An algal sulfated galactan has an unusual dual effect on venous thrombosis due to activation of factor XII and inhibition of the coagulation proteases.Thromb Haemost. 2008 Mar; 99(3):531-8.TH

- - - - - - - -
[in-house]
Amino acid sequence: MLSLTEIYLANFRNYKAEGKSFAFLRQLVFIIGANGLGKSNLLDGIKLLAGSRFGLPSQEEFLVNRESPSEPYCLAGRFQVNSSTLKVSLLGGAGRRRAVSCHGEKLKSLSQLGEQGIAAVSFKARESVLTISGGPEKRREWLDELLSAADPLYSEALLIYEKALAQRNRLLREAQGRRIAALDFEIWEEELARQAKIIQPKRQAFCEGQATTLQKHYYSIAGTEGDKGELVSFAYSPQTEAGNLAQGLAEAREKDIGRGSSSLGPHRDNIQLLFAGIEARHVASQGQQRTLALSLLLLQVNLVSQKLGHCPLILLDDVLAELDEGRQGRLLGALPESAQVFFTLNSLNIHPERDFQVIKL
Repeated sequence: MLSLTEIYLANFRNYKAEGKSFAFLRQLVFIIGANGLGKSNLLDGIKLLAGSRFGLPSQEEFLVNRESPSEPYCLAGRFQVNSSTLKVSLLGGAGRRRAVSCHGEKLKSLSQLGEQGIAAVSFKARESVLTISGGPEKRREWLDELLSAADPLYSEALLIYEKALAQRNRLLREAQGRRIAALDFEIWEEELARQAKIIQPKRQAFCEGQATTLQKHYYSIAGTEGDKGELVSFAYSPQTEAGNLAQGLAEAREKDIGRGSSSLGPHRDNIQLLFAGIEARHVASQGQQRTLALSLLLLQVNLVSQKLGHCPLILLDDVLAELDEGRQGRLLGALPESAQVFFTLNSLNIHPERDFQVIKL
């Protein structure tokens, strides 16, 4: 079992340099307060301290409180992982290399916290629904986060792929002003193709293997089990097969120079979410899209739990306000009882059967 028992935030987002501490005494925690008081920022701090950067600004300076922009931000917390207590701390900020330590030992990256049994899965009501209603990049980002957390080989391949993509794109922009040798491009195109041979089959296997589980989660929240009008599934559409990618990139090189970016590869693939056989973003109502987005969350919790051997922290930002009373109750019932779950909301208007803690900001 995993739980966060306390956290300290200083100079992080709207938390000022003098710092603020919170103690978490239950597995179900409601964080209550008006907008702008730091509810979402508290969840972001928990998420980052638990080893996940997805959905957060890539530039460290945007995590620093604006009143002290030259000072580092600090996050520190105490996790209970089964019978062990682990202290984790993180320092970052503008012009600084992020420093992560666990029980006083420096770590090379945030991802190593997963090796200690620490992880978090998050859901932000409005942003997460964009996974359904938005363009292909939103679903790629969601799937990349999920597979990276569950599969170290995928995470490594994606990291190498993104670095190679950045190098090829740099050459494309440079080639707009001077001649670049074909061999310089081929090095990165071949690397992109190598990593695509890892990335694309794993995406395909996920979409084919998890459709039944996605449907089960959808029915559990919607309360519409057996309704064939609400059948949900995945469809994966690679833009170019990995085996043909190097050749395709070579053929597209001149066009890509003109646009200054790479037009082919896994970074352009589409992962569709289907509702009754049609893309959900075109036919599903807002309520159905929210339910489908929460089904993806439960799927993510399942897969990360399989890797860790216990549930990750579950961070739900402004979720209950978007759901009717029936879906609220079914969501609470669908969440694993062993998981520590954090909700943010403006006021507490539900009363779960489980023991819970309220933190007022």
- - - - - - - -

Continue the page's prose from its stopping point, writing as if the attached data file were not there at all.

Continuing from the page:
Sulfated galactan from the red alga Botryocladia occidentalis has a potent anticoagulant activity, due to its ability to enhance thrombin and factor Xa inhibition by antithrombin and/or heparin cofactor II. It is less active than unfractionated heparin in arterial thrombosis, but in a venous thrombosis presents a dual effect, inhibiting thrombosis in low but not in high doses. This dual effect on venous thrombosis is a consequence of two actions, one that inhibits thrombin and factor Xa and one that induces factor XII activation. In order to dissociate these effects, we prepared derivatives of the sulfated galactan with low molecular weights. Two fractions that were similar in size to unfractionated heparin and low-molecular-weight heparin were obtained. As the molecular weight decreased, the ability to activate factor XII and to promote inhibition of coagulation proteases in the presence of antithrombin and heparin cofactor II diminished. At approximately 5 kDa, the sulfated galactan fragment had no effect on factor XII activation, and showed the same effect as unfractionated heparin in a venous thrombosis model. The approximately 5-kDa fragment is an antithrombotic with several advantages: i) It is as active as unfractionated heparin in venous thrombosis, but it has little activity in arterial thrombosis; ii) It inhibits venous thrombosis with very little anticoagulant effect; iii) It does not cause bleeding; and iv) It is not obtained from mammals.